Totally the Chinese fighters claimed 14 enemy aircraft shot down after a battle that lasted for 30 minutes. The 21st PS Squadron Leader, Captain Lo Ying-Teh, claimed one enemy aircraft shot down, which crashed south of Hou Lake. Lieutenant Liu Chi-Sheng of the 21st PS returned claiming an A5M, which crashed 20 kilometres north of the airfield. The pilot was seen to bale out. Han Sen teamed up with Huang Yan-Po and jointly they attacked one enemy aircraft five times before it crashed near Tian-Xin Shoal. The Soviet volunteers claimed six enemy aircraft shot down; one crashed at She-Kou, killing the pilot while another crashed 30 kilometres from She-Kou with the pilot parachuting.
The Chinese and the Soviet pilots each lost one pilot and one aircraft and several aircraft were seriously damaged. The 21st PS flight leader, Zhang Xiao-Xian, in I-16 no. 2107 was shot down and crashed in the Dai-Jia Mountain killing Zhang. I-15bis no. 90, flown by a Soviet volunteer, crashed near Hang-Dian but the pilot managed to parachute safely.
The Japanese record that 35 A5Ms (eleven from the 12th and 24 from the 13th Kokutais) escorted 18 G3M2 bombers. Poor visibility in the region of the target led to the fighters of the 13th Kokutai failing to discover the enemy, and the A5Ms of the 12th Kokutai became engaged in a battle against a reported 50 fighters. Nine aircraft of the Yoshitomi chutai of the 12th Kokutai reported tangling with about 50 enemy fighters and during the combat PO3c Yoshimi Minami claimed one enemy aircraft (9 victories in China and a total of 15) and Momoto Matsumura clamed three. He then received a hit in his A5Mís fuel tank; moreover, he found himself surrounded by twelve enemy aircraft. Since he had run out of ammunition, he employed a ramming tactic. Then, despite the fact that the left wing of his aircraft had been sheared off from the red ball of the rising sun outward, Minami started on his way back to base. He made an emergency landing on the banks of the Yangtze River and set his aircraft on fire. Fortunately for Minami, friendly search aircraft were able to spot him; he was rescued by a patrol boat and returned safely to base. One Japanese fighter (Sea1c Hiromitsu Takahara (Pilot 36) of the 12th Kokutai was killed) was lost in the combat. The Japanese fighters totally claimed 18 victories (alternatively 12 and 6 probables) including an old, unarmed Bellanca 28/90 biplane (evidently a reconnaissance aircraft).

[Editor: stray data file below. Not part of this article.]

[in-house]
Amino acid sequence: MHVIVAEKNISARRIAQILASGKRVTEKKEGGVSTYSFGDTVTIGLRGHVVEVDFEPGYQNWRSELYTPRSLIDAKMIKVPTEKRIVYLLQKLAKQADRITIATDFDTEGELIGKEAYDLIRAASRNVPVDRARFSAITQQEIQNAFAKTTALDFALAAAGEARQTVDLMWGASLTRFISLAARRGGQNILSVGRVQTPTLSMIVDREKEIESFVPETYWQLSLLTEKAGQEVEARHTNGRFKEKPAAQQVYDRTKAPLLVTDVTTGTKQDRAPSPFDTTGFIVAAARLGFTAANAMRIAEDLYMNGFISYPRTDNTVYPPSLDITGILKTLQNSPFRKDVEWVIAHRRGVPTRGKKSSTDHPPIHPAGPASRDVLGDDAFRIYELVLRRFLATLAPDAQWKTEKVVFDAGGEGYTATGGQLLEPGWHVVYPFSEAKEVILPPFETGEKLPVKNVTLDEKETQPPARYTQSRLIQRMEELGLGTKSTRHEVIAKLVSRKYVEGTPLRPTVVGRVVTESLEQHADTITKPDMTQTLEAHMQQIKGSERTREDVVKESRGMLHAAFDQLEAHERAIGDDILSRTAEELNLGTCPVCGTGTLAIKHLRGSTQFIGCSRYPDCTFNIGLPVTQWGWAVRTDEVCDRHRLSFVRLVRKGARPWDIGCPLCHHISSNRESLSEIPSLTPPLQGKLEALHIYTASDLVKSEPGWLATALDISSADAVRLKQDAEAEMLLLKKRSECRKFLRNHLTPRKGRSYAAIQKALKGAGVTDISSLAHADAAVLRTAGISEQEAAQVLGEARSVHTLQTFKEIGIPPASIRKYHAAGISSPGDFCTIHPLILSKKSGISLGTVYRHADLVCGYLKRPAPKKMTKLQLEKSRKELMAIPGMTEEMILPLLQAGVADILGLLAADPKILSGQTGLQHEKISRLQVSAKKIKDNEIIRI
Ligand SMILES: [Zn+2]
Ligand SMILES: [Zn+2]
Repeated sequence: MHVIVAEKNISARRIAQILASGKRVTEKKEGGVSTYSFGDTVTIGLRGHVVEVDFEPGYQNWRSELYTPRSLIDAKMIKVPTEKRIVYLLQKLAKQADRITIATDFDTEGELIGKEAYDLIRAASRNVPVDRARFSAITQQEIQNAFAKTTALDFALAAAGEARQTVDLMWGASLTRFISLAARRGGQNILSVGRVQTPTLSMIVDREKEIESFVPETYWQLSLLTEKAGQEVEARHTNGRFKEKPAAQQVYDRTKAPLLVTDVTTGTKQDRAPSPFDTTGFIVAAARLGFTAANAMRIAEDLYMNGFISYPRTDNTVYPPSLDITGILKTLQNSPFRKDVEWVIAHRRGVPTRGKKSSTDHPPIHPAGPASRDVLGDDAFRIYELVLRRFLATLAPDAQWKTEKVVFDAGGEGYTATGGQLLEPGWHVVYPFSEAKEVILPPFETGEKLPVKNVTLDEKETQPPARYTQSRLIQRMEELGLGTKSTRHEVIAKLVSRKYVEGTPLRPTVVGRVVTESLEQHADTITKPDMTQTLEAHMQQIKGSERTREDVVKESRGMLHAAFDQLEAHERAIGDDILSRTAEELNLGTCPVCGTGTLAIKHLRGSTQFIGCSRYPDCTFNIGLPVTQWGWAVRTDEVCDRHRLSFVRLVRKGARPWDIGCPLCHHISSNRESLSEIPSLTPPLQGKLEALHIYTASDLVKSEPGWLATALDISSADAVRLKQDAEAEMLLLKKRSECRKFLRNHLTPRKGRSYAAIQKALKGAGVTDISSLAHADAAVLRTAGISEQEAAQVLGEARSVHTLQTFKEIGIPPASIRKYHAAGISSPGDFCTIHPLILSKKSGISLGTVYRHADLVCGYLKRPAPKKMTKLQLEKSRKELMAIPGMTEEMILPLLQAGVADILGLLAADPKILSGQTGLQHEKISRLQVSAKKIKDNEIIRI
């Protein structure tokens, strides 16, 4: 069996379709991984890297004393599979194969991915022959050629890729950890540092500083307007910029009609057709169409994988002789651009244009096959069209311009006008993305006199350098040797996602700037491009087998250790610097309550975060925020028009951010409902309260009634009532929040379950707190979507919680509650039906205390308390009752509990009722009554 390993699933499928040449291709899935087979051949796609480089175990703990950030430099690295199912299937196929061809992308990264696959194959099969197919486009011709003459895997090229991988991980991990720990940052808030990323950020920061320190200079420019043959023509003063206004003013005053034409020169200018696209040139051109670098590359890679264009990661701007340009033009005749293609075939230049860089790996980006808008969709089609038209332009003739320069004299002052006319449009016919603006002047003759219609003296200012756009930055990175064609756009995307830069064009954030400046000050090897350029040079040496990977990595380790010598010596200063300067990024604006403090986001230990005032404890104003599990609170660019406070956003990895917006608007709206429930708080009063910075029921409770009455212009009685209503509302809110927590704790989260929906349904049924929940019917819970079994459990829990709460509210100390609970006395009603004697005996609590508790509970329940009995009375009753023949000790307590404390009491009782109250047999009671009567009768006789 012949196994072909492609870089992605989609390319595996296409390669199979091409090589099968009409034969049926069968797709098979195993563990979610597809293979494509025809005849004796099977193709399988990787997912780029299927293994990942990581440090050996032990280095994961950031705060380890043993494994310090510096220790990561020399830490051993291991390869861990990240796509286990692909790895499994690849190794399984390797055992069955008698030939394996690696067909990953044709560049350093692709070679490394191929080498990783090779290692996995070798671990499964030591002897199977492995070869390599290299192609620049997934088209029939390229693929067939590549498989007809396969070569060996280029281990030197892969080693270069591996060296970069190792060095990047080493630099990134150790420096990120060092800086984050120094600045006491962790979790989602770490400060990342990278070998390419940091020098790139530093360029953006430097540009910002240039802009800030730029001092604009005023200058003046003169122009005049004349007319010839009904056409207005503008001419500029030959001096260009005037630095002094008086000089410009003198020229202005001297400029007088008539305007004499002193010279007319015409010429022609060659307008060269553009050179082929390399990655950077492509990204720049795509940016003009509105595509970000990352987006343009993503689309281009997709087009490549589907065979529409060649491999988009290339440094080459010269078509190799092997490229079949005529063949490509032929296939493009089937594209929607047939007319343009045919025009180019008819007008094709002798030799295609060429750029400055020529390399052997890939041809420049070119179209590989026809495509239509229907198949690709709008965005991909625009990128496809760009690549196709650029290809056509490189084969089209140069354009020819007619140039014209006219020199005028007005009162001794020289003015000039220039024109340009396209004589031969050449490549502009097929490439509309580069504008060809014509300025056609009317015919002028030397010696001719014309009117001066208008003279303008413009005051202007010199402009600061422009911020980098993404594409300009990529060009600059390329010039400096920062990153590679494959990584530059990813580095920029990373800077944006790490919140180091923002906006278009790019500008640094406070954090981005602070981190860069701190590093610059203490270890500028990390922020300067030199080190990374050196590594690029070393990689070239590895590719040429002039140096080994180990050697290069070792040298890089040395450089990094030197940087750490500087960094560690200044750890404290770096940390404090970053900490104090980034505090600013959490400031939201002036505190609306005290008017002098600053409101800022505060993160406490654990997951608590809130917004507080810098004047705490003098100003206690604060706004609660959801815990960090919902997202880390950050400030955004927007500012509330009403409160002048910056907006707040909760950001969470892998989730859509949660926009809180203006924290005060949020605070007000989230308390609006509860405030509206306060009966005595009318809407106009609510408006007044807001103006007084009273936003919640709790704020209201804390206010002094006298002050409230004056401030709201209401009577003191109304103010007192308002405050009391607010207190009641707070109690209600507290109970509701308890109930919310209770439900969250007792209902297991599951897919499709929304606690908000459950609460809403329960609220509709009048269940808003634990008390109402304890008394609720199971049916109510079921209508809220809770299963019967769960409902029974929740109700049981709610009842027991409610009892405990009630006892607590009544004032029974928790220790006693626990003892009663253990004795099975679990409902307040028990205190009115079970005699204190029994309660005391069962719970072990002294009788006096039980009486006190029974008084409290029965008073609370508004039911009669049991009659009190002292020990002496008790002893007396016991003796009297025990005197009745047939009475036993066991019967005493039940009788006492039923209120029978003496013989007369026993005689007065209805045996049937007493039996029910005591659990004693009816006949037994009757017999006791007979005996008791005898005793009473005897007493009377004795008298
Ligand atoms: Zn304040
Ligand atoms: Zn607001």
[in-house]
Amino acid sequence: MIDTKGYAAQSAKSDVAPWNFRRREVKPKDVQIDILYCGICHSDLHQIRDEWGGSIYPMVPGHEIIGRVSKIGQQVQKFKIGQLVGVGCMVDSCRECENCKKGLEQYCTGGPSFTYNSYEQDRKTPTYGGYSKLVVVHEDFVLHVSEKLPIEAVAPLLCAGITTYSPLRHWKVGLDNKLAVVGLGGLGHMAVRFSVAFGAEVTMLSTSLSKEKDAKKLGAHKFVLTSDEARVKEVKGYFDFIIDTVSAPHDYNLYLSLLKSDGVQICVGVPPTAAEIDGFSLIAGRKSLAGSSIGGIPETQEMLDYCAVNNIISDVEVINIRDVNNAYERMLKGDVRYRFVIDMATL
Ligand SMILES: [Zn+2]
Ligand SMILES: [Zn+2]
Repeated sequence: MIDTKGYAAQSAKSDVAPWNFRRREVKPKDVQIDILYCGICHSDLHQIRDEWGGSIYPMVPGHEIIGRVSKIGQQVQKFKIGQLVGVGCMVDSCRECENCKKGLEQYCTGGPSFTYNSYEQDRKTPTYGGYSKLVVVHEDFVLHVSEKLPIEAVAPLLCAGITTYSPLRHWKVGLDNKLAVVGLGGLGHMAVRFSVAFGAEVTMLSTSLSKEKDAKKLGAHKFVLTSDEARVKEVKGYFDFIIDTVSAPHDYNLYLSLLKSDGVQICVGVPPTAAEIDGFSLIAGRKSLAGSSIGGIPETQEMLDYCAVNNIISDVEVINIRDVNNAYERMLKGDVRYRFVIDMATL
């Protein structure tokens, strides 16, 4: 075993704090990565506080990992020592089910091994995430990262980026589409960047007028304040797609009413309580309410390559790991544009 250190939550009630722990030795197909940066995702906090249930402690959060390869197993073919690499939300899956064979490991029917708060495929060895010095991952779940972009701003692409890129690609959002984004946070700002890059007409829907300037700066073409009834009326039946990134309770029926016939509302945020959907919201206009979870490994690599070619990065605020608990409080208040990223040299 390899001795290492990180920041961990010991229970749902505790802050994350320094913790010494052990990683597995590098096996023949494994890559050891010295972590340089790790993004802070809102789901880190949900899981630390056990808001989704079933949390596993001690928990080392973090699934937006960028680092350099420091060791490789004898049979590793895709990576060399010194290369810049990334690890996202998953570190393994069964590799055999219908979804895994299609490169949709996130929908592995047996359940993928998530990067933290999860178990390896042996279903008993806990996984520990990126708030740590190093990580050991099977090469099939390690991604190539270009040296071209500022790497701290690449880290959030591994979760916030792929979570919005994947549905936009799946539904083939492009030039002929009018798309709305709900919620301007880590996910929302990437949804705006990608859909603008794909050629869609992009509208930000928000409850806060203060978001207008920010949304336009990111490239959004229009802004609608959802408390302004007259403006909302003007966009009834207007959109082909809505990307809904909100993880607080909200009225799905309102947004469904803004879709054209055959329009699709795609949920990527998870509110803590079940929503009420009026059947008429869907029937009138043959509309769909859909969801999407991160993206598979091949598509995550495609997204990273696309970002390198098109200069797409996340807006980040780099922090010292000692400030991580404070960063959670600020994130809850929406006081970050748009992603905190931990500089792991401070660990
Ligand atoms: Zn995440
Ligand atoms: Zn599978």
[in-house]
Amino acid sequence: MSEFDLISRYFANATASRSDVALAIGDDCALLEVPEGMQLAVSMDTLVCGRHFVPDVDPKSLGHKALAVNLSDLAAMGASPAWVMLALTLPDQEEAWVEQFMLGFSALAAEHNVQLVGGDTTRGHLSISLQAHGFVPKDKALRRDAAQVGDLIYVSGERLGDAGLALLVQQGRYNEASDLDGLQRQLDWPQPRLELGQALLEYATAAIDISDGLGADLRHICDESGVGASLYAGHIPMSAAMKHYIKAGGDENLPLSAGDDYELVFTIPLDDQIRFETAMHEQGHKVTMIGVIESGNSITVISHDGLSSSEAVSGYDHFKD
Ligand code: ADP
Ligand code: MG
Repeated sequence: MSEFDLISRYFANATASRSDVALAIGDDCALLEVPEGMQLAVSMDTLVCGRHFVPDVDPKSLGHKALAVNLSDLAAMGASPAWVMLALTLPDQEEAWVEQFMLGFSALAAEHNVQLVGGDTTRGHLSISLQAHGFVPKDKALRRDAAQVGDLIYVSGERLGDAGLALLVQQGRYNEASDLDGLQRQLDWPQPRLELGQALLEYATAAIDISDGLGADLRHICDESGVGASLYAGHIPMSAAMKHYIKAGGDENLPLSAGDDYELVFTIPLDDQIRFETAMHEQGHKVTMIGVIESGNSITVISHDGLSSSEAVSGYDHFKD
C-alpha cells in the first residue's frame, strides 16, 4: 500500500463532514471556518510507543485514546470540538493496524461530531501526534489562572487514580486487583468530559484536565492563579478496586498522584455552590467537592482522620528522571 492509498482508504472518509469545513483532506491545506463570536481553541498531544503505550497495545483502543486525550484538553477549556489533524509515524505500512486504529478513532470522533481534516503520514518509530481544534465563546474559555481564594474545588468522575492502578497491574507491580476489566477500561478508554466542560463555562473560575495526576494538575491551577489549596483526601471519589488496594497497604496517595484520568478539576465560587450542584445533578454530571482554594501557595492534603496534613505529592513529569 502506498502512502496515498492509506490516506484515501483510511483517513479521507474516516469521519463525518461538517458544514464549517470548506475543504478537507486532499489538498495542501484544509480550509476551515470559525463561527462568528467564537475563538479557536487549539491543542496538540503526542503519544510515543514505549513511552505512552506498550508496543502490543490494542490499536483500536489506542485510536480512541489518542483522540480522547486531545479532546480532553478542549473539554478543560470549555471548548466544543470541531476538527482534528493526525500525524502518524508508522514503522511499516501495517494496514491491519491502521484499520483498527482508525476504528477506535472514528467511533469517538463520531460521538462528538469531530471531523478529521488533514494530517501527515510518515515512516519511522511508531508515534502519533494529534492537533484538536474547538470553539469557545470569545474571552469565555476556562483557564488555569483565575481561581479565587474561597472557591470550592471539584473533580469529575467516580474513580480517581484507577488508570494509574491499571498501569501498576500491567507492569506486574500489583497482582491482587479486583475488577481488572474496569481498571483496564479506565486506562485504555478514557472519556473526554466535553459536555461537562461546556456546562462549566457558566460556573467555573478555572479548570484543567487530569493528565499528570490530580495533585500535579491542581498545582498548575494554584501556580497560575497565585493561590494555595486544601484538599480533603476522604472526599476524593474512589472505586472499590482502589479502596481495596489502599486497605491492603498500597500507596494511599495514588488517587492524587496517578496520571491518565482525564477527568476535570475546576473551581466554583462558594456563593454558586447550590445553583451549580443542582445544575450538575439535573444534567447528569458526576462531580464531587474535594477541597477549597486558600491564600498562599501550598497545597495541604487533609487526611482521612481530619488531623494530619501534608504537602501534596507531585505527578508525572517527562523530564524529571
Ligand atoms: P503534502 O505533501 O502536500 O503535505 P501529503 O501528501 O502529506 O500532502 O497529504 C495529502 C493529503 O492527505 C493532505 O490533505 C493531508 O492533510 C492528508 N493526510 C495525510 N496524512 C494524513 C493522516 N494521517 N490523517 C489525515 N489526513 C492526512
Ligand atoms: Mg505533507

Huang Yan-Po ended the war with 1 biplane victory, this one being claimed while flying the Curtiss Hawk III.

Claims:
Kill no. Date Time Number Type Result Plane type Serial no. Locality Unit
  1937                
1 15/08/37   1 Type 89 (a) Destroyed Curtiss Hawk III #2107 Hangchow area 4th PG
  1938                
  31/05/38 11:50- 1/2 Enemy aircraft (b) Shared destroyed I-16   Tian-Xin Shoal area 21st PS

Biplane victories: 1 destroyed.
TOTAL: 1 and 1 shared destroyed.
(a) Claimed in combat with Type 89 torpedo bombers from the Japanese carrier Kaga. The Chinese pilots claimed 17 destroyed enemy aircraft but the actual losses were six shot down and two ditched in Hangchow Bay.
(b) 14 Japanese aircraft claimed in combat for the loss of one I-15bis and one I-16. Japanese fighters from 12th and 13th Kokutais claimed 12 victories (and 6 probables?) for the loss of one A5M.

Sources:
Tidbits from the Sino-Japanese Air Battles - Chang Kuang-Ming, 1998 World News Weekly August 1998 kindly provided by Tom Chan
Information kindly provided by Raymond Cheung, Tom Chan and Erich Wang.




Last modified 25 May 2011